The most recent criticism situates her use of genres within various theories of intertextuality. However, the best analyses demonstrate an awareness of the reading process itself. For example, Lucie Armitt (1997) effectively foregrounds the pleasure involved in the interpretative act itself in her observation that The Bloody Chamber holds a great fascination for critics. Further, Armitt indicates that although she agrees with Jordan and Makinen, they do not analyze how Carter rewrites the tale, and she herself begins such work by a brief consideration of the tales in terms of interlocking frames.
It is therefore evident that criticism has evolved as a result of dialogue, but it is also a reflection of changing interests in the general critical climate. For instance, in the early nineties, John Bayley (1992) accused Carter of “political correctness”, but it is important to note large critical consideration of Carter's use of postmodernism as subversive. Sally Robinson (1991:78) has also explored how Carter's texts “strategically engage with the theoretical concerns of postmodernism” and she focuses on the preoccupation with the “place of 'woman' in the deconstruction of culture's master narratives”.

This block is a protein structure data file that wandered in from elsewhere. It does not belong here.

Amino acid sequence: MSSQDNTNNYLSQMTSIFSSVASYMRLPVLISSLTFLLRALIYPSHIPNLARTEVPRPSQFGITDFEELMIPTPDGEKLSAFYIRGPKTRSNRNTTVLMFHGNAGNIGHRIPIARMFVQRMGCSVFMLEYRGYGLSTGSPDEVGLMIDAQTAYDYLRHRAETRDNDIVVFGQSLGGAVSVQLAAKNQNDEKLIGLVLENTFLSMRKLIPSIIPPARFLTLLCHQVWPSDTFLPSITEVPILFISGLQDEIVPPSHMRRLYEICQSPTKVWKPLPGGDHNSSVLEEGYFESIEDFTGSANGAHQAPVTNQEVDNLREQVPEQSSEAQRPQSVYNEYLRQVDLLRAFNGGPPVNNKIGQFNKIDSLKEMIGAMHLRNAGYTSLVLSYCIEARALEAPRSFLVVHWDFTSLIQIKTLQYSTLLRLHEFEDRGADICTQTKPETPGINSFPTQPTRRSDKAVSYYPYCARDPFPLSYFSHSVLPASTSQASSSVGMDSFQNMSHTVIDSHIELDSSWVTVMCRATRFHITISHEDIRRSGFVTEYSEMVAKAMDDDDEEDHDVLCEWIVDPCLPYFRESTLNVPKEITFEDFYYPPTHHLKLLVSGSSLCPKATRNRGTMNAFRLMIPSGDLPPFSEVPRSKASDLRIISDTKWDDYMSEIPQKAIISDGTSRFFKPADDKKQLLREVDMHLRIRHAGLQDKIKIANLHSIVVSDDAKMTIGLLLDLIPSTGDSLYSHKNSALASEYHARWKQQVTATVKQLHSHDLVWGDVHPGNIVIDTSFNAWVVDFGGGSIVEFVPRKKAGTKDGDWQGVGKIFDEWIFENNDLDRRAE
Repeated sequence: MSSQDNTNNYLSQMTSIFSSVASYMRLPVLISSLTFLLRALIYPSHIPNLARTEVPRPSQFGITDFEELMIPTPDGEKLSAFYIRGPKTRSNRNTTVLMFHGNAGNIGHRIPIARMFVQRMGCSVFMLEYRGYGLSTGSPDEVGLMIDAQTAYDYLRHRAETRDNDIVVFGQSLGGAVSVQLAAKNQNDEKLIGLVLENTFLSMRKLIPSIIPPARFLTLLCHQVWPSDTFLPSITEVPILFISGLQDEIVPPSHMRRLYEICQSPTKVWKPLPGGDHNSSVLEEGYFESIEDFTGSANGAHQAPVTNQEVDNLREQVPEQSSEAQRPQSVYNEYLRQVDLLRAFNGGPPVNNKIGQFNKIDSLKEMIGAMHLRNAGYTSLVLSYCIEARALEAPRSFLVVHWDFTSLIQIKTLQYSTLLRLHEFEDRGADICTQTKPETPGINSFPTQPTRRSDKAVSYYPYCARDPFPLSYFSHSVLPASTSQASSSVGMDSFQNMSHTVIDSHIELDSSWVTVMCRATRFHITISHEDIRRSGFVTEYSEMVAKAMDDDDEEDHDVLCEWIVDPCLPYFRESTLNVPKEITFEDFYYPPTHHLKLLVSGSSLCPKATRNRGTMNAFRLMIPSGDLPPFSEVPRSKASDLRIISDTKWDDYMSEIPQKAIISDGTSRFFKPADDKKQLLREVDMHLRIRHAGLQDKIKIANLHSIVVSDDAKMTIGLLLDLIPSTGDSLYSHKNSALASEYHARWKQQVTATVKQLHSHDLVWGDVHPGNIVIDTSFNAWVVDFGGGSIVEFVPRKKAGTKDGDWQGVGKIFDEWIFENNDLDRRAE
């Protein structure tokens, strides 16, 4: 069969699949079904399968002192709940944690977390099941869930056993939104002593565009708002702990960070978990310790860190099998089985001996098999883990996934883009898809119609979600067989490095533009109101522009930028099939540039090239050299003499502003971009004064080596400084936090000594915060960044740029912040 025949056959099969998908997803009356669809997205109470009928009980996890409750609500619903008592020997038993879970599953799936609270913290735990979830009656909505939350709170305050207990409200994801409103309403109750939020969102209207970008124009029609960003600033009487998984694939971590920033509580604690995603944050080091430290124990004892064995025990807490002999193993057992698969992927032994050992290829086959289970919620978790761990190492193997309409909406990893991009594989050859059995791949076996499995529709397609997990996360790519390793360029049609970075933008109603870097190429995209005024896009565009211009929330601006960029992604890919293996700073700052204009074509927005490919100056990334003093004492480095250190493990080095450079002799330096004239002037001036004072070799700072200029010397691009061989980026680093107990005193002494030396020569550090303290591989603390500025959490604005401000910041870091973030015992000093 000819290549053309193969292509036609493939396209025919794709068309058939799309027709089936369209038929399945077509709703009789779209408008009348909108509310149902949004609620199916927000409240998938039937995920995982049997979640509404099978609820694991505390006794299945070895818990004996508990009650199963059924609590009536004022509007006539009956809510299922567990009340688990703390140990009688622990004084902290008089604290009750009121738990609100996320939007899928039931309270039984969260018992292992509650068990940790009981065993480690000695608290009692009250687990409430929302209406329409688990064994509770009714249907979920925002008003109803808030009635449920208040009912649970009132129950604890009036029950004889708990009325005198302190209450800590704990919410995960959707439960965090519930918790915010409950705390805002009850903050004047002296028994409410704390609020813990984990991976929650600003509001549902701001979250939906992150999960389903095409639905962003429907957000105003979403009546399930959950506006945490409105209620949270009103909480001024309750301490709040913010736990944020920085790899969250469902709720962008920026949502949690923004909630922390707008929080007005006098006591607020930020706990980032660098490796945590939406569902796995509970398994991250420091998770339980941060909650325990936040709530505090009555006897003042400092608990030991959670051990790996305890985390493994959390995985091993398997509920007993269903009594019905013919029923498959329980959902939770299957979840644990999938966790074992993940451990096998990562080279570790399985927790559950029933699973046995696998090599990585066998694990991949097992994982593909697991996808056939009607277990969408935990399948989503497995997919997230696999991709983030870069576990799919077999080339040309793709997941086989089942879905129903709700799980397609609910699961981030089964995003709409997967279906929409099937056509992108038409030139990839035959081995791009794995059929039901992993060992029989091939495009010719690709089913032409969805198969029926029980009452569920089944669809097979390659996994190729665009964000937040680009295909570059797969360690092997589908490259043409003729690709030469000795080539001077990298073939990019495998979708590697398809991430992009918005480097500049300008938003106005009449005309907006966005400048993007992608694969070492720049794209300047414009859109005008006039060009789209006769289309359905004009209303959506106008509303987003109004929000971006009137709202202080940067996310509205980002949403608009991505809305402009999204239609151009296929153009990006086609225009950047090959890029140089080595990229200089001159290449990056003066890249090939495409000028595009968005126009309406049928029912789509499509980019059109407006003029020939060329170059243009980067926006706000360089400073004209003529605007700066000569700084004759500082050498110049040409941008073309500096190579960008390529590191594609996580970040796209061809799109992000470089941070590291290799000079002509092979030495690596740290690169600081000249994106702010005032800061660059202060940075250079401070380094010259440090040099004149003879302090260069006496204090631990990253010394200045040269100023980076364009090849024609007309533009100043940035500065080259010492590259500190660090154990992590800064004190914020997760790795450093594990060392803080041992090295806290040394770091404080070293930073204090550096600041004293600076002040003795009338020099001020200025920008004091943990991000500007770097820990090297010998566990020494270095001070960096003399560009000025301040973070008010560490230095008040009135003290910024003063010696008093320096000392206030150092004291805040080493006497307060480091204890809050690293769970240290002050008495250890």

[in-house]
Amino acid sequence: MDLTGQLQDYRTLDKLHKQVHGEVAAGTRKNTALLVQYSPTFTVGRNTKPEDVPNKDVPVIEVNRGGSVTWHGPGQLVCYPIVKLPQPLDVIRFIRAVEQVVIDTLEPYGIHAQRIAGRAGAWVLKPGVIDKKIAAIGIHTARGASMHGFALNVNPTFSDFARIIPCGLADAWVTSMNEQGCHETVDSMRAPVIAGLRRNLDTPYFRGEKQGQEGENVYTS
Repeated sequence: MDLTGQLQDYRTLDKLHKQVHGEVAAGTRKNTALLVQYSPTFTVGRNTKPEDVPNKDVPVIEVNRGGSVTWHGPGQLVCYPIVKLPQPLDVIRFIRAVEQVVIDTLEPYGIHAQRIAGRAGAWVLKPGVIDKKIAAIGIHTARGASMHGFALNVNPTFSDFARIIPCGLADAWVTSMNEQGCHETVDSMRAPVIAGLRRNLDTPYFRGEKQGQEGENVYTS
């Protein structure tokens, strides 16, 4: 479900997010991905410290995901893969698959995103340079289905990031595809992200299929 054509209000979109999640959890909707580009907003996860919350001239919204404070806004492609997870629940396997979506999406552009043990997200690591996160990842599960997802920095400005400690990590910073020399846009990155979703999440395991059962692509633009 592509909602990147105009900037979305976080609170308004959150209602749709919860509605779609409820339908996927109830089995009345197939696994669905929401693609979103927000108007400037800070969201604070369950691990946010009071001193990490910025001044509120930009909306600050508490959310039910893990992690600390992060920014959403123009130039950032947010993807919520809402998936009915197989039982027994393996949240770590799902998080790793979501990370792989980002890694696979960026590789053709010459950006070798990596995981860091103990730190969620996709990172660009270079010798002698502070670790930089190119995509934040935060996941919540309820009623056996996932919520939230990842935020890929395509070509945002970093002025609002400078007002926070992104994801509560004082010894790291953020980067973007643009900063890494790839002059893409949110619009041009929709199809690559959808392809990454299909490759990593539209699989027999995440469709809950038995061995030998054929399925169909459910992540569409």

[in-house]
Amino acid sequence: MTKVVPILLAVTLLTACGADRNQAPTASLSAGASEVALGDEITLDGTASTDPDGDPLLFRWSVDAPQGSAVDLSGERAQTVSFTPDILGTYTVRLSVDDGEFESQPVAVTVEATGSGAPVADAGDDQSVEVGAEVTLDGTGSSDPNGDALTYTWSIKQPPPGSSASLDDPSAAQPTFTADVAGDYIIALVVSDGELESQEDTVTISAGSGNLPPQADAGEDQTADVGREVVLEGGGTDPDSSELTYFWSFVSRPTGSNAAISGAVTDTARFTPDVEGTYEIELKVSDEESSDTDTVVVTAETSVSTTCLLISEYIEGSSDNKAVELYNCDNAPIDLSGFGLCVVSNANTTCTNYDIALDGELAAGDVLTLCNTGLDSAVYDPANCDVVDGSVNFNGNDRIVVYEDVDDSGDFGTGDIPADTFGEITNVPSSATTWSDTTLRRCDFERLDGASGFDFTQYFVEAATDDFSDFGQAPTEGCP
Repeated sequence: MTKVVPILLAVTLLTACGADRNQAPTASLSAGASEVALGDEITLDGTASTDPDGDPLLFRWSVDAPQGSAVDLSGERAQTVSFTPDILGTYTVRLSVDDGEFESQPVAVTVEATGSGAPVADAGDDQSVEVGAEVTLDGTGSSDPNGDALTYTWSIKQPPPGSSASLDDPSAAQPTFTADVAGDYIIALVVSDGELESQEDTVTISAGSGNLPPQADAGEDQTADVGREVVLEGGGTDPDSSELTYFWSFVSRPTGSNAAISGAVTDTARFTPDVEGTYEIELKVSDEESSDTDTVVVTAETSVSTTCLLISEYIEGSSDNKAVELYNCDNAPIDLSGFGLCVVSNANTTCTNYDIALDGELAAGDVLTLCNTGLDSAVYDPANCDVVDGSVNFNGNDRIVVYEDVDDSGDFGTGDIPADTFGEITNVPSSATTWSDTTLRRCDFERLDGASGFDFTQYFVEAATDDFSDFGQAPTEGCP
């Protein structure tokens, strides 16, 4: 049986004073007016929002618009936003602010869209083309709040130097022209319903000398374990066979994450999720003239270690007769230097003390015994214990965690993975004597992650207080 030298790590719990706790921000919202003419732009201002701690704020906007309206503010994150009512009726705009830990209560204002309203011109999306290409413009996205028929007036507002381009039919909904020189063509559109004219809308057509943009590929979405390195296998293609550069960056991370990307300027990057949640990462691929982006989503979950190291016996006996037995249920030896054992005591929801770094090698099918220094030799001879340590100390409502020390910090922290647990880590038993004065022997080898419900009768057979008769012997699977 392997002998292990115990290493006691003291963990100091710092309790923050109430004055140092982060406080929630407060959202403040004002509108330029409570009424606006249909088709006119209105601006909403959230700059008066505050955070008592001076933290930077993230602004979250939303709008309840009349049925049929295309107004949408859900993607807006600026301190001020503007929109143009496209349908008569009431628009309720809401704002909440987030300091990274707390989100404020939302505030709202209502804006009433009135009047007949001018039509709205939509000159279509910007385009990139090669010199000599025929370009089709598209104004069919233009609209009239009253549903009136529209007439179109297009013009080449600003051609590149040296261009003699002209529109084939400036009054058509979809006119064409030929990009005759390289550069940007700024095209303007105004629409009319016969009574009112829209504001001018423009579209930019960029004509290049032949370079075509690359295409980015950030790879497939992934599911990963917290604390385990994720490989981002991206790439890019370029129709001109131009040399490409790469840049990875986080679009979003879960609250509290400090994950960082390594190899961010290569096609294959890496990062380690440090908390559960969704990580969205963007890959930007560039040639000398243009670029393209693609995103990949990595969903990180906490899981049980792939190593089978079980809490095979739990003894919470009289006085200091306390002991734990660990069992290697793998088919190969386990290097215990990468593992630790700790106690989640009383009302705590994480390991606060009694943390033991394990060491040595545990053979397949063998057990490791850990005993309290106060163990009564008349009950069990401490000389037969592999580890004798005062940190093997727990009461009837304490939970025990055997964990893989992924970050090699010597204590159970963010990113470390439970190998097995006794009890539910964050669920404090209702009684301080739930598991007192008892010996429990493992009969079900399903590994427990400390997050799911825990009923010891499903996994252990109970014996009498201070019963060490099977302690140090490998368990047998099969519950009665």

Criticism continues to focus on what might be labelled postmodern aspects, issues of gender and other related themes of interest to contemporary feminist analyses, such as the body, spectacle, and violence. As Bristow and Broughton (1997:14) note, the most insistent feature in Carter studies is that of “theatricality, spectacle and play-acting”, associated with the notion of theory and politics of gender as performance. Despite the fact that Carter did not read Bakhtin's theories until after she had written Nights at the Circus, criticism constantly points to these carnival elements to explain her subversion.
Carter is often mentioned in the context of the symbiosis of feminist themes and postmodernist techniques in the essays included in Sage’s Flesh and the Mirror (1994), or the collection of feminist essays edited by Alison Easton (2000) and Sarah Gamble (2001). Nights at the Circus is used as magnifying lens for Carter’s array of themes and discourses in Helen Stoddart’s book (2007), fairy-tales come under scrutiny in the collection edited by Cristina Bacchilega and Danielle M. Roemer (2001), while countless essays on her work complete anthologies on contemporary British writers (Nicola Pitchford , Sarah Sceats , Julia Simon ).